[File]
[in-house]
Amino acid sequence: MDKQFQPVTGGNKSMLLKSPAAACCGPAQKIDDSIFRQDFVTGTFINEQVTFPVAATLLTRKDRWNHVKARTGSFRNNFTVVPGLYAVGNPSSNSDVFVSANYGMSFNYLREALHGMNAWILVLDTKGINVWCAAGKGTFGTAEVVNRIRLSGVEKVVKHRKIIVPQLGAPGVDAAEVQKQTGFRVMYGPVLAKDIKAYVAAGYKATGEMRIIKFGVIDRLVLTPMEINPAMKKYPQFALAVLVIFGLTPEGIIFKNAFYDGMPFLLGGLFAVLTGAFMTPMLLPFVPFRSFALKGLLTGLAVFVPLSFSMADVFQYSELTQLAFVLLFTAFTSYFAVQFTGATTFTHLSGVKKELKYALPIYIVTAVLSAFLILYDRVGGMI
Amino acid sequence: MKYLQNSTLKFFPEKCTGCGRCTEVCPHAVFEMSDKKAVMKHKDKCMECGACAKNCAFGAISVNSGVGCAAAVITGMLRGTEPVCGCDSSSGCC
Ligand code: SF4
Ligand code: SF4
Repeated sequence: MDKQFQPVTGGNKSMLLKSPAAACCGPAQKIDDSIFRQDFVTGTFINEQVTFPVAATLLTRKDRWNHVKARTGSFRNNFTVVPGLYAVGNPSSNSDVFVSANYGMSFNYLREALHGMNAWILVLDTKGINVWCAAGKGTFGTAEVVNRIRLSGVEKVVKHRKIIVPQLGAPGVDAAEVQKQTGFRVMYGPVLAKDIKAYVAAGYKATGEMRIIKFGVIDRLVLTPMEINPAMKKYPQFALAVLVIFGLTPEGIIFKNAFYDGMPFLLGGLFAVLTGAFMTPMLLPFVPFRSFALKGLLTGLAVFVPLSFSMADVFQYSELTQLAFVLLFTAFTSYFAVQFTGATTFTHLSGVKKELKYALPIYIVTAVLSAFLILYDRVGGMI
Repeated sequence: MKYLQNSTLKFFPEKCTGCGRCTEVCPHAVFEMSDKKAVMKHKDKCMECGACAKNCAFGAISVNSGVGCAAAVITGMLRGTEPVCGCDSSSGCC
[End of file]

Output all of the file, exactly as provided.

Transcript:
[in-house]
Amino acid sequence: MDKQFQPVTGGNKSMLLKSPAAACCGPAQKIDDSIFRQDFVTGTFINEQVTFPVAATLLTRKDRWNHVKARTGSFRNNFTVVPGLYAVGNPSSNSDVFVSANYGMSFNYLREALHGMNAWILVLDTKGINVWCAAGKGTFGTAEVVNRIRLSGVEKVVKHRKIIVPQLGAPGVDAAEVQKQTGFRVMYGPVLAKDIKAYVAAGYKATGEMRIIKFGVIDRLVLTPMEINPAMKKYPQFALAVLVIFGLTPEGIIFKNAFYDGMPFLLGGLFAVLTGAFMTPMLLPFVPFRSFALKGLLTGLAVFVPLSFSMADVFQYSELTQLAFVLLFTAFTSYFAVQFTGATTFTHLSGVKKELKYALPIYIVTAVLSAFLILYDRVGGMI
Amino acid sequence: MKYLQNSTLKFFPEKCTGCGRCTEVCPHAVFEMSDKKAVMKHKDKCMECGACAKNCAFGAISVNSGVGCAAAVITGMLRGTEPVCGCDSSSGCC
Ligand code: SF4
Ligand code: SF4
Repeated sequence: MDKQFQPVTGGNKSMLLKSPAAACCGPAQKIDDSIFRQDFVTGTFINEQVTFPVAATLLTRKDRWNHVKARTGSFRNNFTVVPGLYAVGNPSSNSDVFVSANYGMSFNYLREALHGMNAWILVLDTKGINVWCAAGKGTFGTAEVVNRIRLSGVEKVVKHRKIIVPQLGAPGVDAAEVQKQTGFRVMYGPVLAKDIKAYVAAGYKATGEMRIIKFGVIDRLVLTPMEINPAMKKYPQFALAVLVIFGLTPEGIIFKNAFYDGMPFLLGGLFAVLTGAFMTPMLLPFVPFRSFALKGLLTGLAVFVPLSFSMADVFQYSELTQLAFVLLFTAFTSYFAVQFTGATTFTHLSGVKKELKYALPIYIVTAVLSAFLILYDRVGGMI
Repeated sequence: MKYLQNSTLKFFPEKCTGCGRCTEVCPHAVFEMSDKKAVMKHKDKCMECGACAKNCAFGAISVNSGVGCAAAVITGMLRGTEPVCGCDSSSGCC